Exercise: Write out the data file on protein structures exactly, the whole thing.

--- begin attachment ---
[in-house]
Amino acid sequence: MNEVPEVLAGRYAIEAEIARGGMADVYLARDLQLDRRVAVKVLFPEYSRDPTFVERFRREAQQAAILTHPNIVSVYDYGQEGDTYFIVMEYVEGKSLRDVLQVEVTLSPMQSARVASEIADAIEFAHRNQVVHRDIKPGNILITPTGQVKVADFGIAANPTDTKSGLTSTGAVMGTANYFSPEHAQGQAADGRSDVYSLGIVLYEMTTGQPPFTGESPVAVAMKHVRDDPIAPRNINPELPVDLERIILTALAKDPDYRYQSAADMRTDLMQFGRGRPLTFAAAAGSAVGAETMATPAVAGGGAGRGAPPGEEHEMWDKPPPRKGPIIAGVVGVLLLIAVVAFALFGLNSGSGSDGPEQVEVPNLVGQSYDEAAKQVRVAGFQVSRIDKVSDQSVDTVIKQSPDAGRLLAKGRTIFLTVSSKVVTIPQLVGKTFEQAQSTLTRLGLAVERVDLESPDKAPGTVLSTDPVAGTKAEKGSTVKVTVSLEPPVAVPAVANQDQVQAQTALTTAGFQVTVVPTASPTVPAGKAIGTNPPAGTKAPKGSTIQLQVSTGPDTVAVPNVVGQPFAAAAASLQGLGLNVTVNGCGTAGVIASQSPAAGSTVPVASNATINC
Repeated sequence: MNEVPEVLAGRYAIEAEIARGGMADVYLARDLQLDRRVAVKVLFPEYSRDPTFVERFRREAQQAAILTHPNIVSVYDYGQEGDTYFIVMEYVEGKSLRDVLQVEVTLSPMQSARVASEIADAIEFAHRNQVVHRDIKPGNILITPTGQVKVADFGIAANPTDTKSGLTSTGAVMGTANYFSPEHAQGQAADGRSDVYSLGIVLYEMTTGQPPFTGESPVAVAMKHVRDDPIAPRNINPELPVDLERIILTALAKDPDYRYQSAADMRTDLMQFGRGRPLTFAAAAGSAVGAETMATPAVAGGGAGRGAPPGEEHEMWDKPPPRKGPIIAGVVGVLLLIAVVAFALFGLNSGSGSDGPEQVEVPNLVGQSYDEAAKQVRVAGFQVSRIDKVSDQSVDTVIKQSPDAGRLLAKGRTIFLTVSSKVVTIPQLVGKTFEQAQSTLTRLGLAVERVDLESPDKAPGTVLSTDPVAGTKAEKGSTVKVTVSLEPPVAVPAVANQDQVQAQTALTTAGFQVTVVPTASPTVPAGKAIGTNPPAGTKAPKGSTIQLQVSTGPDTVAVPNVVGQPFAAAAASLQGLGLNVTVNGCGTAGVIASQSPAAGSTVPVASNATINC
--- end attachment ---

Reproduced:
[in-house]
Amino acid sequence: MNEVPEVLAGRYAIEAEIARGGMADVYLARDLQLDRRVAVKVLFPEYSRDPTFVERFRREAQQAAILTHPNIVSVYDYGQEGDTYFIVMEYVEGKSLRDVLQVEVTLSPMQSARVASEIADAIEFAHRNQVVHRDIKPGNILITPTGQVKVADFGIAANPTDTKSGLTSTGAVMGTANYFSPEHAQGQAADGRSDVYSLGIVLYEMTTGQPPFTGESPVAVAMKHVRDDPIAPRNINPELPVDLERIILTALAKDPDYRYQSAADMRTDLMQFGRGRPLTFAAAAGSAVGAETMATPAVAGGGAGRGAPPGEEHEMWDKPPPRKGPIIAGVVGVLLLIAVVAFALFGLNSGSGSDGPEQVEVPNLVGQSYDEAAKQVRVAGFQVSRIDKVSDQSVDTVIKQSPDAGRLLAKGRTIFLTVSSKVVTIPQLVGKTFEQAQSTLTRLGLAVERVDLESPDKAPGTVLSTDPVAGTKAEKGSTVKVTVSLEPPVAVPAVANQDQVQAQTALTTAGFQVTVVPTASPTVPAGKAIGTNPPAGTKAPKGSTIQLQVSTGPDTVAVPNVVGQPFAAAAASLQGLGLNVTVNGCGTAGVIASQSPAAGSTVPVASNATINC
Repeated sequence: MNEVPEVLAGRYAIEAEIARGGMADVYLARDLQLDRRVAVKVLFPEYSRDPTFVERFRREAQQAAILTHPNIVSVYDYGQEGDTYFIVMEYVEGKSLRDVLQVEVTLSPMQSARVASEIADAIEFAHRNQVVHRDIKPGNILITPTGQVKVADFGIAANPTDTKSGLTSTGAVMGTANYFSPEHAQGQAADGRSDVYSLGIVLYEMTTGQPPFTGESPVAVAMKHVRDDPIAPRNINPELPVDLERIILTALAKDPDYRYQSAADMRTDLMQFGRGRPLTFAAAAGSAVGAETMATPAVAGGGAGRGAPPGEEHEMWDKPPPRKGPIIAGVVGVLLLIAVVAFALFGLNSGSGSDGPEQVEVPNLVGQSYDEAAKQVRVAGFQVSRIDKVSDQSVDTVIKQSPDAGRLLAKGRTIFLTVSSKVVTIPQLVGKTFEQAQSTLTRLGLAVERVDLESPDKAPGTVLSTDPVAGTKAEKGSTVKVTVSLEPPVAVPAVANQDQVQAQTALTTAGFQVTVVPTASPTVPAGKAIGTNPPAGTKAPKGSTIQLQVSTGPDTVAVPNVVGQPFAAAAASLQGLGLNVTVNGCGTAGVIASQSPAAGSTVPVASNATINC